Early Years Column

By Deborah L. Cohen & Robert Rothman — February 26, 1992 4 min read

Preliminary data from a survey of 13,892 3-to 8-year-olds show that a family member or guardian reads to 58 percent of them several times per month or week and that another 35 percent are read to daily.

The findings, based on telephone interviews with parents and guardians, are part of the 1991 National Household Education Survey conducted by the National Center for Education Statistics.

Early data from the survey, which examined a wide range of experiences thought to affect children’s readiness for school, show that families are more likely to read, do arts and crafts, watch educational television, or play sports and games with children not yet enrolled in school. They spend less time engaged in such activities as schooling progresses.

Children in the study who were not yet enrolled in school watched an average of 3.1 hours of television or videotapes each day, compared with 2.5 hours for kindergartners and 2.3 hours for 3rd graders.

The U.S. Department of Health and Human Services has awarded grants totaling $5.8 million to help states provide care for children with chronic illnesses or disabilities and for those at risk of abuse or neglect.

The agency last month awarded 16 grants totaling $3 million to help states provide 24-hour in-home or out-of-home temporary child care, family support, counseling, and therapy services for children with disabilities or chronic or terminal illnesses, including AIDS.

It also awarded $2.8 million to help 15 states set up “crisis nurseries” for actual or potential victims of child abuse or neglect. The nurseries will also offer such services as counseling, parenting classes, employment training, and drug abuse-prevention counseling.

Babies as young as 6 months old far younger than scientists had thoughts--can perceive the sounds of their native language, a study has found.

Previous research had suggested that 1-year-olds can detect such sounds, according to Patricia K. Kuhl, a professor of speech and hearing sciences at the University of Washington and an author of the new study. Such findings had led scientists to believe that speech perception is related to the development of language, since babies understood sounds when they “recognize things in the world have names,” she said.

The new study--published in the Jan. 31 issue of Science---found, however, that babies’ perception of the sounds of their language is related to the sounds they hear, not to the meaning of words.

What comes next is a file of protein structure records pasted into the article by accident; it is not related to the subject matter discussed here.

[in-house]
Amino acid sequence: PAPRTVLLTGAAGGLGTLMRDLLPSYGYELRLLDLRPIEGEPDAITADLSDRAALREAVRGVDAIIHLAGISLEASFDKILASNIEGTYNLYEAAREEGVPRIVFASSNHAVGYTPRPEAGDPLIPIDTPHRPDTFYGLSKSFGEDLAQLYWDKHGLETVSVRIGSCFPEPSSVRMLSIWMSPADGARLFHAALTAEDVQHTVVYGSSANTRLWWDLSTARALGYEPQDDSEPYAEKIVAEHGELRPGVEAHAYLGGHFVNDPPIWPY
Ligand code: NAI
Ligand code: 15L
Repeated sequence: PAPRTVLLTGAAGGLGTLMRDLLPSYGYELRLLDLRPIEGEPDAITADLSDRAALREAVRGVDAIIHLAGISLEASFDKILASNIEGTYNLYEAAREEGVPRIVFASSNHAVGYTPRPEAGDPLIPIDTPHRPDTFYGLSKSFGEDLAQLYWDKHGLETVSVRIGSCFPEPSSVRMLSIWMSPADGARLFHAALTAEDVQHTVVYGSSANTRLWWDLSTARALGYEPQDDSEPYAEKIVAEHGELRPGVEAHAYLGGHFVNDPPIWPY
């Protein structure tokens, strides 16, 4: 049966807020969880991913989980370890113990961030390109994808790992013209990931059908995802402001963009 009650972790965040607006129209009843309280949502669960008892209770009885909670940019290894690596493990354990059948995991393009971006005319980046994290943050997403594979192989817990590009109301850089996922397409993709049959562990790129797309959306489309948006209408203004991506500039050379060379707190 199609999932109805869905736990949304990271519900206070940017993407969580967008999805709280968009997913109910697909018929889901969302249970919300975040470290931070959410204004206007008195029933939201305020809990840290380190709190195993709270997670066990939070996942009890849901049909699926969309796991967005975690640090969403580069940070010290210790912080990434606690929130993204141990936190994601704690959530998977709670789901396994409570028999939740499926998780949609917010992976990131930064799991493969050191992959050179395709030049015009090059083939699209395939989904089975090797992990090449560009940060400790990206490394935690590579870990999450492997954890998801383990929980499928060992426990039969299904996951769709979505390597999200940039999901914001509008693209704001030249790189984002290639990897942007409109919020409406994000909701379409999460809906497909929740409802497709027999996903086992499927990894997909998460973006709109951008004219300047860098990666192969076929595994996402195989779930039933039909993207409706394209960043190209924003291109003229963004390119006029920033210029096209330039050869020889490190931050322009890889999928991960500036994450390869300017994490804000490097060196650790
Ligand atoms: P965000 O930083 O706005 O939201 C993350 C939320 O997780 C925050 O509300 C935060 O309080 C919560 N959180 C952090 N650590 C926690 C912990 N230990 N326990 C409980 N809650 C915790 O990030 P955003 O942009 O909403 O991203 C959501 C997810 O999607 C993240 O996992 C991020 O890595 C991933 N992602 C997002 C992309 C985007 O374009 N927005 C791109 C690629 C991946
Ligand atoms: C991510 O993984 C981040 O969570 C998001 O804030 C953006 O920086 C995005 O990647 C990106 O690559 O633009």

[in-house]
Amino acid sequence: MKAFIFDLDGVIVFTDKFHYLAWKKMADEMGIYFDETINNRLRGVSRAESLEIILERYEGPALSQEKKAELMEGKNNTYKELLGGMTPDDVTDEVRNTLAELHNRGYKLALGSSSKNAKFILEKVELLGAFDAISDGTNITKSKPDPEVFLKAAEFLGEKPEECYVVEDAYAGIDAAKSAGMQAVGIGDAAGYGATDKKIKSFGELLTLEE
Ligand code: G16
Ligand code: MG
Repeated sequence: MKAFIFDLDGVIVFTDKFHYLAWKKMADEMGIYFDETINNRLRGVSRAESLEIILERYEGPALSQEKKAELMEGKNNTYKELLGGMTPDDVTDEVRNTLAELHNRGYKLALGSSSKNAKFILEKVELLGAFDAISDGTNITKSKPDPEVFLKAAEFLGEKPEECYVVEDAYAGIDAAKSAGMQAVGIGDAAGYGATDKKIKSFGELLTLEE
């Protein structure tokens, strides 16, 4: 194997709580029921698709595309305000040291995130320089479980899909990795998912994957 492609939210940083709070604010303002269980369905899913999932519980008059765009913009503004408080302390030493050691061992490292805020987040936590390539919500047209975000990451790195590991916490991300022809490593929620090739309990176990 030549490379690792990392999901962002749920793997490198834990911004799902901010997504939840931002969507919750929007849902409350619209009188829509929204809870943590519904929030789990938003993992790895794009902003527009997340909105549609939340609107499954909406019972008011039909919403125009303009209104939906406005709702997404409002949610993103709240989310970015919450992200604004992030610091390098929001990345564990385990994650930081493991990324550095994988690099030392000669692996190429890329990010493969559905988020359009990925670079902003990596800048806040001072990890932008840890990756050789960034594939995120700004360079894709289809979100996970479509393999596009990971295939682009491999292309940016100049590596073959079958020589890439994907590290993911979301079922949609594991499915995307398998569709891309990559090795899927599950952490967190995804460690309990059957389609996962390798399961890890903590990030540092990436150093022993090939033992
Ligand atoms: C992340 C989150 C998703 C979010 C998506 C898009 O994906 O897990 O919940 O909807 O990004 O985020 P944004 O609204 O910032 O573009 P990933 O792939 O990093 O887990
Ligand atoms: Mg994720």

The study suggests that chronic ear infections in infants, usually considered harmless, may have serious implications for their ability to develop language, said Ms. Kuhl, who added that it demonstrates that the nonsense sounds known as “mother-ese” are vital for babies’ speech development. “This emphasizes the importance of early language experience for babies,” she said.

Children at age 7 1/2-8 who were fed breast milk as babies had “a substantial advantage in I.Q.” over those fed only formula, a study shows.

The study involved 300 preterm babies who were fed through a tube, making it possible to gauge the effects of breast milk apart from the breast-feeding process.

The study, reported in the Feb. 1 issue of the British medical journal Lancet and headed by a researcher at the Medical Research Council’s Dunn Nutrition Unit and University Department of Pediatrics at Cambridge University, also factored in family characteristics, social class, mother’s education, and experiences in pregnancy, labor, delivery, and neonatal care.

At age 7 1/2-8, the average I.Q. score for the 193 children who received breast milk was 103.7, compared with 93.1 for the 107 who were fed formula alone.

While acknowledging the potential role of “coincidental parenting or genetic factors,” the study showed that, even after adjusting for a wide range of variables, “consumption of mothers’ milk was more significantly related to later I.Q. than to any other factor.”

The Harvard Family Research Project has published updated editions of two pamphlets describing the history and progress of state initiatives that combine family-support services, early-childhood education, and parent education.

“Pioneering States-Innovative Family Support and Education Programs” details programs in Connecticut, Kentucky, Maryland, Minnesota, and Missouri. “Innovative States--Emerging Family Support and Education Programs” examines programs in Arkansas, Iowa, Oregon, Vermont, and Washington.

Ordering information is available from the Harvard Family Research Project, Harvard Graduate School of Education, Longfellow Hall, Appian Way, Cambridge, Mass. 02138.

The Committee for Children, a nonprofit group specializing in the prevention of child exploitation, has developed a curriculum to help preschoolers steer clear of violent behavior.

“Second Step” uses puppets to teach children how to empathize, control anger, and address problems constructively.

Information on how to order the program, which includes a teacher’s guide, puppets, tapes, and parent-activity sheets, can be obtained from the Committee for Children, 172 20th Ave., Seattle, Wash. 98122.

A version of this article appeared in the February 26, 1992 edition of Education Week as Early Years Column